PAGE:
Illicit love affairs were punished by death. Women wore their hair short in a regimented Maoist bob with shirts buttoned to the neck. At work the sexes were segregated, regardless of age. Sport was banned as ‘bourgeois’. So were children’s toys. There was no free time. The only reading materials were two Party journals, which were exclusively for cadres, and a fortnightly newspaper, Padevat (Revolution), which circulated with the ministries in Phnom Penh. The Buddhist wats, formerly the centre of village life, were closed. Some were demolished, as the Catholic cathedral had been, to recover the iron struts that reinforced their concrete frames. Others were turned into prisons or warehouses, much as Cromwell’s New Model Army in seventeenth-century Britain had turned the churches into stables. Because they lived on charity, the monks were regarded as parasites: in Khmer Rouge terminology, they ‘breathed through other people’s noses’. Along with expatriate intellectuals and officials of the republican regime, they were designated a ‘special class’ – a singularly un-Marxist category – and within a year had been defrocked and put to work in co-operatives or on irrigation sites.

In short, everything that had given colour and meaning to Cambodian life was comprehensively suppressed.

Hiding behind Big Brother

These were not the only ways in which Khmer Rouge was Orwellian.

Despite being a Party member, 1984’s protagonist, Winston Smith, is unaware of its true ideology and nature. It is only revealed to him during his interrogation for Thoughtcrimes. In the context the novel was written in. Far from trying to hide who they were and what they believed, Stalin and Hitler made every effort to inveigle themselves and their ideas into every aspect of their subjects’ lives.

Yet for all the theorising about centrality of charismatic leadership to totalitarianism, the Khmer Rouge did just about everything they could to obscure who was really in charge. Years of evading detection by the secret police meant the Khmer Rouge came to prize secrecy. The flow of information around cadres was kept to an absolute minimum. Hence the rather sinister sounding system for identifying Party members under which Pol Pot became known as ‘Brother Number One’. This became such an obsession that the men who captured Phnom Penh were not officially agents of the Cambodian Communist Party.  Instead they supposedly owed their allegiance to a shadowy organisation known as Angkar. It was not until two years into their rule, that it was publically acknowledged that Cambodia was now under communist rule and that Pol Pot was its head of government.

Delusions of grandeur

One can also find echoes of Oceania’s militarism and especially it’s abruptly changing targets.  At one point:

…. during a Party Rally against the original enemy Eurasia, when the orator suddenly switches enemy in midsentence, the crowd goes wild and destroys the posters that are now against their new friend (Eurasia) and many say that this must be the act of an agent of their new enemy (and former friend) Eastasia. Even though many of the crowd must have put up the posters before the rally, they now say that the enemy has always been Eastasia.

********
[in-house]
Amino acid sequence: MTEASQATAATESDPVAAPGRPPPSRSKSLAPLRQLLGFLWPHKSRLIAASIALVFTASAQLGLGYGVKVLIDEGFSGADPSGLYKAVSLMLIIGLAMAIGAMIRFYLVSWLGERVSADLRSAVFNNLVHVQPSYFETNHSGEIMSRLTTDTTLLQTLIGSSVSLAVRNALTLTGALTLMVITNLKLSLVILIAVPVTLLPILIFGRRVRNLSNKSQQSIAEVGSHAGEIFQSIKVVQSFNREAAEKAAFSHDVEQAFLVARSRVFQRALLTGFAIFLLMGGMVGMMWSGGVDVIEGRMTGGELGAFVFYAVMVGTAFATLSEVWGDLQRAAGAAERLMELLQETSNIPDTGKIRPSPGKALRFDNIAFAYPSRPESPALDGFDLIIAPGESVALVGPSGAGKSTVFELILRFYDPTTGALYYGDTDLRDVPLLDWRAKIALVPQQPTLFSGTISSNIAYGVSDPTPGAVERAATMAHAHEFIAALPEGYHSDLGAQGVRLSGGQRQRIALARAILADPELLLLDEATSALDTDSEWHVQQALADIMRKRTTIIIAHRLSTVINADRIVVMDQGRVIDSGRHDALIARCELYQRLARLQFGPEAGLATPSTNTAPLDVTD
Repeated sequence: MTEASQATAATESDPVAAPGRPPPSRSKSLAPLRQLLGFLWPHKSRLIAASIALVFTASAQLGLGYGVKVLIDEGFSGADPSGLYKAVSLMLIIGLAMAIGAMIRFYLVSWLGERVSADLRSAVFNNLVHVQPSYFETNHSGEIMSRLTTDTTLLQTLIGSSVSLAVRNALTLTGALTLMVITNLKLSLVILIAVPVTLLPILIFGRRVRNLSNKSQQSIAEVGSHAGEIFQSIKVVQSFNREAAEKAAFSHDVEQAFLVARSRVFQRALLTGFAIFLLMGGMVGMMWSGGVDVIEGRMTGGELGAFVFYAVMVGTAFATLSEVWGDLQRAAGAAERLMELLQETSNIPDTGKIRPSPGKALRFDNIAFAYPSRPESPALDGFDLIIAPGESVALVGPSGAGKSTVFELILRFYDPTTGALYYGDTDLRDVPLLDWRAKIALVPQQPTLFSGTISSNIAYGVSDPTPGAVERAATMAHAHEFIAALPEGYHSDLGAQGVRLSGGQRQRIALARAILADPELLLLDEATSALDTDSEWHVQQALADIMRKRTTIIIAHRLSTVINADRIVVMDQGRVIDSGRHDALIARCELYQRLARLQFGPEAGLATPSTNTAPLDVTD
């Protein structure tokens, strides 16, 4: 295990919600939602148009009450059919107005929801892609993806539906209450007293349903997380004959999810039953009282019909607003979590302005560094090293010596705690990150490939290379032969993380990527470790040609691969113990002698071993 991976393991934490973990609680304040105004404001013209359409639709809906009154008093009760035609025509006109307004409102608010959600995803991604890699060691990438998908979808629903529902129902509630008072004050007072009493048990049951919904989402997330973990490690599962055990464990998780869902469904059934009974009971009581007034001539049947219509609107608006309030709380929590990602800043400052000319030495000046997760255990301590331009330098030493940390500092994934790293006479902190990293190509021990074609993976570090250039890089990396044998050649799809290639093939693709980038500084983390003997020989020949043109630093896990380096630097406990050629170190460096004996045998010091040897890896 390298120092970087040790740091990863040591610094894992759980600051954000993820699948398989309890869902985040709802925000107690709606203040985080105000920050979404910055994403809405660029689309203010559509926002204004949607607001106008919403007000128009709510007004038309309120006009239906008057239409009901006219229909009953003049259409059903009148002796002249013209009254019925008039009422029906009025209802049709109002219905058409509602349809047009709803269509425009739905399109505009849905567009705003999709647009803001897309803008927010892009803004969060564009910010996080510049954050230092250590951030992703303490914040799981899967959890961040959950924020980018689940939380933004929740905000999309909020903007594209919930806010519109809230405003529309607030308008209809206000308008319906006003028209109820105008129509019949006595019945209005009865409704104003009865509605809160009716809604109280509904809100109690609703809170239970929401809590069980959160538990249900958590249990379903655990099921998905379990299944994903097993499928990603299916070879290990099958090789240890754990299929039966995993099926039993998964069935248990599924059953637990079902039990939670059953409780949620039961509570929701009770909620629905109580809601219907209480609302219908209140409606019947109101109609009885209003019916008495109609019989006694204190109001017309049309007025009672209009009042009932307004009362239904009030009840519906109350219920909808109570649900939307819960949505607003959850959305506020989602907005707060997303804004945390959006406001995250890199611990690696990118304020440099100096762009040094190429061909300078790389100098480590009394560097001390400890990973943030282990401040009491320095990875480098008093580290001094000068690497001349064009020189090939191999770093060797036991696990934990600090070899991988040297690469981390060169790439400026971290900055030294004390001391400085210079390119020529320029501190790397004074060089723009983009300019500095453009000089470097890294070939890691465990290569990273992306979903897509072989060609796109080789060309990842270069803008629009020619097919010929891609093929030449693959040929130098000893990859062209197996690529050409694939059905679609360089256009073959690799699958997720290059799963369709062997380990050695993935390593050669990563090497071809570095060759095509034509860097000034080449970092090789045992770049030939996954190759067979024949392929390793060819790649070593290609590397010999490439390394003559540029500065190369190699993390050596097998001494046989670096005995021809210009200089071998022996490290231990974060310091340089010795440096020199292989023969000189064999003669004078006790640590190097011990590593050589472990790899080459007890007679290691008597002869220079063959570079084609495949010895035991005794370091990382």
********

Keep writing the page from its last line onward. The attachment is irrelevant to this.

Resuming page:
The about turn the Khmer Rouge performed regarding their erstwhile Vietnamese allies was only somewhat less brazen.

True, there had always been tension in the relationship between the two communist movements. The Cambodians tended to regard the Vietnamese as ancestral enemies: the nation that had forced them from a glorious past containing the mighty Khmer Empire that built the great temples at Angkor to a modest present. For their part, the Vietnamese Communist Party was almost comically inept at handling Cambodian sensitivities. Their own resentment at being lectured and pushed around by their Chinese comrades seems to have taught them little about how their junior partners might perceive them. Party General Secretary Le Duan seemed to have a particular talent for making Khmer Rouge figures feel patronised. There was also the inconvenient fact the VCP had been prepared to trade the nascent Cambodian revolution for sake of the Ho Chi Minh trail. This all did little to dispel Cambodian suspicions that the Vietnamese intended to create a united Indochina with themselves at its head.

Nonetheless, the two parties had fought alongside each other for years, supposedly shared a common ideology and arguably owed their victory to each other efforts.

But that uneasy relationship quickly turned to barely concealed hostility. The initial trigger was that the maritime borders between the two countries were disputed. This resulted in a violent but contained class over some islands in the Mekong Delta. However, behind this were deeper issues.

The Cold War was now pitting communist against communist. By this point Nixon had visited Mao in China and formed an anti- Soviet alliance between the two countries. During the War, Hanoi had been careful not to choose between Moscow and Beijing because it needed material support from both of them. Freed from that constraint it now shifted firmly into the Soviet camp. That put it at odds with the Khmer Rouge, who felt a greater affinity with Mao’s regime which shared their rural, third world roots and radical outlook.